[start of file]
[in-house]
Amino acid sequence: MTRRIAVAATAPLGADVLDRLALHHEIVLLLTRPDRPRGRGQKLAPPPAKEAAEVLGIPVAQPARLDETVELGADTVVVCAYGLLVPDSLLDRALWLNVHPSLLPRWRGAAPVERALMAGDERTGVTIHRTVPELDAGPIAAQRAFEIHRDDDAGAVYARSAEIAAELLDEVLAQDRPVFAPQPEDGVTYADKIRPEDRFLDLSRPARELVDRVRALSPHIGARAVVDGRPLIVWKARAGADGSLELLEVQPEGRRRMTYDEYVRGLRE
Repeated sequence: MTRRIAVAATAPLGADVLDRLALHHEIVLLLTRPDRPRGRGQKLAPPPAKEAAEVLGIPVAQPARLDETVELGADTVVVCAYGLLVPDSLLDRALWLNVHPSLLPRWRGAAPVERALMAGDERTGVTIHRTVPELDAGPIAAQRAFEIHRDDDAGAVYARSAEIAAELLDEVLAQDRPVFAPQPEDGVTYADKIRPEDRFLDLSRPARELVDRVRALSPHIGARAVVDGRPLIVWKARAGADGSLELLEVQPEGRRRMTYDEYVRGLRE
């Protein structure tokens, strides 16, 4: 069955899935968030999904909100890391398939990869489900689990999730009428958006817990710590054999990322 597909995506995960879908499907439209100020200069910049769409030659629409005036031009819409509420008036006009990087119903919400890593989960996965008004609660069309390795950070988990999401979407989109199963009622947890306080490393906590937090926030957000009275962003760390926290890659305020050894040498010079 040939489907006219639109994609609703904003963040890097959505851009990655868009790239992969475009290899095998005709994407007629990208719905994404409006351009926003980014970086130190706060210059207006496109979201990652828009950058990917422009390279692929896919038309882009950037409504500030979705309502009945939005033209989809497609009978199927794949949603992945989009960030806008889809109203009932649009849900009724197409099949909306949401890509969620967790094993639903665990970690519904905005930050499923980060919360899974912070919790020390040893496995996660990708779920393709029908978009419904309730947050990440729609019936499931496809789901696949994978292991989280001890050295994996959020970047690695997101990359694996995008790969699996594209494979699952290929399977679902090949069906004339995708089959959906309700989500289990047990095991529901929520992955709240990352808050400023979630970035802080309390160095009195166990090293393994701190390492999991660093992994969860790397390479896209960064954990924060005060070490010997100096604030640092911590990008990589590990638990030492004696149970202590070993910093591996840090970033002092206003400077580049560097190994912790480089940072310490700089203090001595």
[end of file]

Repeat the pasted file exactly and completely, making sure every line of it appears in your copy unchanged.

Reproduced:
[in-house]
Amino acid sequence: MTRRIAVAATAPLGADVLDRLALHHEIVLLLTRPDRPRGRGQKLAPPPAKEAAEVLGIPVAQPARLDETVELGADTVVVCAYGLLVPDSLLDRALWLNVHPSLLPRWRGAAPVERALMAGDERTGVTIHRTVPELDAGPIAAQRAFEIHRDDDAGAVYARSAEIAAELLDEVLAQDRPVFAPQPEDGVTYADKIRPEDRFLDLSRPARELVDRVRALSPHIGARAVVDGRPLIVWKARAGADGSLELLEVQPEGRRRMTYDEYVRGLRE
Repeated sequence: MTRRIAVAATAPLGADVLDRLALHHEIVLLLTRPDRPRGRGQKLAPPPAKEAAEVLGIPVAQPARLDETVELGADTVVVCAYGLLVPDSLLDRALWLNVHPSLLPRWRGAAPVERALMAGDERTGVTIHRTVPELDAGPIAAQRAFEIHRDDDAGAVYARSAEIAAELLDEVLAQDRPVFAPQPEDGVTYADKIRPEDRFLDLSRPARELVDRVRALSPHIGARAVVDGRPLIVWKARAGADGSLELLEVQPEGRRRMTYDEYVRGLRE
């Protein structure tokens, strides 16, 4: 069955899935968030999904909100890391398939990869489900689990999730009428958006817990710590054999990322 597909995506995960879908499907439209100020200069910049769409030659629409005036031009819409509420008036006009990087119903919400890593989960996965008004609660069309390795950070988990999401979407989109199963009622947890306080490393906590937090926030957000009275962003760390926290890659305020050894040498010079 040939489907006219639109994609609703904003963040890097959505851009990655868009790239992969475009290899095998005709994407007629990208719905994404409006351009926003980014970086130190706060210059207006496109979201990652828009950058990917422009390279692929896919038309882009950037409504500030979705309502009945939005033209989809497609009978199927794949949603992945989009960030806008889809109203009932649009849900009724197409099949909306949401890509969620967790094993639903665990970690519904905005930050499923980060919360899974912070919790020390040893496995996660990708779920393709029908978009419904309730947050990440729609019936499931496809789901696949994978292991989280001890050295994996959020970047690695997101990359694996995008790969699996594209494979699952290929399977679902090949069906004339995708089959959906309700989500289990047990095991529901929520992955709240990352808050400023979630970035802080309390160095009195166990090293393994701190390492999991660093992994969860790397390479896209960064954990924060005060070490010997100096604030640092911590990008990589590990638990030492004696149970202590070993910093591996840090970033002092206003400077580049560097190994912790480089940072310490700089203090001595």